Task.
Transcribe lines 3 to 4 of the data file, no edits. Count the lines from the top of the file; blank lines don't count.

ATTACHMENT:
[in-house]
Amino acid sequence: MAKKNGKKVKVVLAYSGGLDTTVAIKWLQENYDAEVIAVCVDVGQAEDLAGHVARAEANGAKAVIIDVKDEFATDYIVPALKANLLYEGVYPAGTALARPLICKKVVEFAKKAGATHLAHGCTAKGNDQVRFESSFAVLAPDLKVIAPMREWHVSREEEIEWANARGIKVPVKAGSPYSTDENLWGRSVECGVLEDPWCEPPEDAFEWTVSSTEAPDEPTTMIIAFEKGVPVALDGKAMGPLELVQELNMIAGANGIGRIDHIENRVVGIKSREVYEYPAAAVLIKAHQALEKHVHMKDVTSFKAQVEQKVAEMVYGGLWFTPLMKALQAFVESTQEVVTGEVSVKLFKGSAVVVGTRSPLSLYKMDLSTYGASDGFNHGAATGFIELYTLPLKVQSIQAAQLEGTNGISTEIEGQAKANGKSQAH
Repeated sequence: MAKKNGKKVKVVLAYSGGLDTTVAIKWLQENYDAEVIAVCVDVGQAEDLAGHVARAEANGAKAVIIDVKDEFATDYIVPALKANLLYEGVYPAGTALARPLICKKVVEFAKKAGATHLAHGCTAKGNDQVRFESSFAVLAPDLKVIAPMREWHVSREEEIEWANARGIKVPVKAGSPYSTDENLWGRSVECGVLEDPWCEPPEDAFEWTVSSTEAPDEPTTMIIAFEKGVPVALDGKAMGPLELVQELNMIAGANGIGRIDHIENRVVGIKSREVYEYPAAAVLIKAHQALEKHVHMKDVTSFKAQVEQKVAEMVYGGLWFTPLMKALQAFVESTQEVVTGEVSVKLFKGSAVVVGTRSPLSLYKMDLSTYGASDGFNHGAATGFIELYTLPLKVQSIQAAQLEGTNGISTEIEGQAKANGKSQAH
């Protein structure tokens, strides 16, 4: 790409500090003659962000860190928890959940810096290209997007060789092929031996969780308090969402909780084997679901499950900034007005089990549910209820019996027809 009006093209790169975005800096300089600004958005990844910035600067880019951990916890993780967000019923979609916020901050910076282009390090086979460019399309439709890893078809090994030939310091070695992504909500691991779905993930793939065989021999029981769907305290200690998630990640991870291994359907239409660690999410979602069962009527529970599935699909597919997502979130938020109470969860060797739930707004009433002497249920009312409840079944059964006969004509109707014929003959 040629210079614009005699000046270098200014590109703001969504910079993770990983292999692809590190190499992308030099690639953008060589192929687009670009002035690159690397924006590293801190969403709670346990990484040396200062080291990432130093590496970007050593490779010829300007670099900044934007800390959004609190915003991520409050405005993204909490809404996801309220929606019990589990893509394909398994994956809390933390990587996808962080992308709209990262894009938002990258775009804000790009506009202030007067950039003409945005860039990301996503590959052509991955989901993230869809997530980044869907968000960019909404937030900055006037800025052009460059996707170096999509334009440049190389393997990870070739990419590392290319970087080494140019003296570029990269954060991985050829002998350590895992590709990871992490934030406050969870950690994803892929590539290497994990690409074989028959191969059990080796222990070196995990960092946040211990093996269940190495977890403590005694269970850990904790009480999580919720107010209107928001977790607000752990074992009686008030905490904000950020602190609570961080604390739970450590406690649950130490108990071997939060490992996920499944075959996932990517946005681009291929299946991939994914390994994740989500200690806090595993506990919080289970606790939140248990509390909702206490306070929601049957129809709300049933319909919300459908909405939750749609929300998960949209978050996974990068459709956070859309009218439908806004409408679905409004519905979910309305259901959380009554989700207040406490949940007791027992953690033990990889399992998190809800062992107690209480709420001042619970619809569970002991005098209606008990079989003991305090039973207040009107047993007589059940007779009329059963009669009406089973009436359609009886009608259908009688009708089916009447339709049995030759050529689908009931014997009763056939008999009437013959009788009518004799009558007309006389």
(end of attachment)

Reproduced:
Repeated sequence: MAKKNGKKVKVVLAYSGGLDTTVAIKWLQENYDAEVIAVCVDVGQAEDLAGHVARAEANGAKAVIIDVKDEFATDYIVPALKANLLYEGVYPAGTALARPLICKKVVEFAKKAGATHLAHGCTAKGNDQVRFESSFAVLAPDLKVIAPMREWHVSREEEIEWANARGIKVPVKAGSPYSTDENLWGRSVECGVLEDPWCEPPEDAFEWTVSSTEAPDEPTTMIIAFEKGVPVALDGKAMGPLELVQELNMIAGANGIGRIDHIENRVVGIKSREVYEYPAAAVLIKAHQALEKHVHMKDVTSFKAQVEQKVAEMVYGGLWFTPLMKALQAFVESTQEVVTGEVSVKLFKGSAVVVGTRSPLSLYKMDLSTYGASDGFNHGAATGFIELYTLPLKVQSIQAAQLEGTNGISTEIEGQAKANGKSQAH
């Protein structure tokens, strides 16, 4: 790409500090003659962000860190928890959940810096290209997007060789092929031996969780308090969402909780084997679901499950900034007005089990549910209820019996027809 009006093209790169975005800096300089600004958005990844910035600067880019951990916890993780967000019923979609916020901050910076282009390090086979460019399309439709890893078809090994030939310091070695992504909500691991779905993930793939065989021999029981769907305290200690998630990640991870291994359907239409660690999410979602069962009527529970599935699909597919997502979130938020109470969860060797739930707004009433002497249920009312409840079944059964006969004509109707014929003959 040629210079614009005699000046270098200014590109703001969504910079993770990983292999692809590190190499992308030099690639953008060589192929687009670009002035690159690397924006590293801190969403709670346990990484040396200062080291990432130093590496970007050593490779010829300007670099900044934007800390959004609190915003991520409050405005993204909490809404996801309220929606019990589990893509394909398994994956809390933390990587996808962080992308709209990262894009938002990258775009804000790009506009202030007067950039003409945005860039990301996503590959052509991955989901993230869809997530980044869907968000960019909404937030900055006037800025052009460059996707170096999509334009440049190389393997990870070739990419590392290319970087080494140019003296570029990269954060991985050829002998350590895992590709990871992490934030406050969870950690994803892929590539290497994990690409074989028959191969059990080796222990070196995990960092946040211990093996269940190495977890403590005694269970850990904790009480999580919720107010209107928001977790607000752990074992009686008030905490904000950020602190609570961080604390739970450590406690649950130490108990071997939060490992996920499944075959996932990517946005681009291929299946991939994914390994994740989500200690806090595993506990919080289970606790939140248990509390909702206490306070929601049957129809709300049933319909919300459908909405939750749609929300998960949209978050996974990068459709956070859309009218439908806004409408679905409004519905979910309305259901959380009554989700207040406490949940007791027992953690033990990889399992998190809800062992107690209480709420001042619970619809569970002991005098209606008990079989003991305090039973207040009107047993007589059940007779009329059963009669009406089973009436359609009886009608259908009688009708089916009447339709049995030759050529689908009931014997009763056939008999009437013959009788009518004799009558007309006389």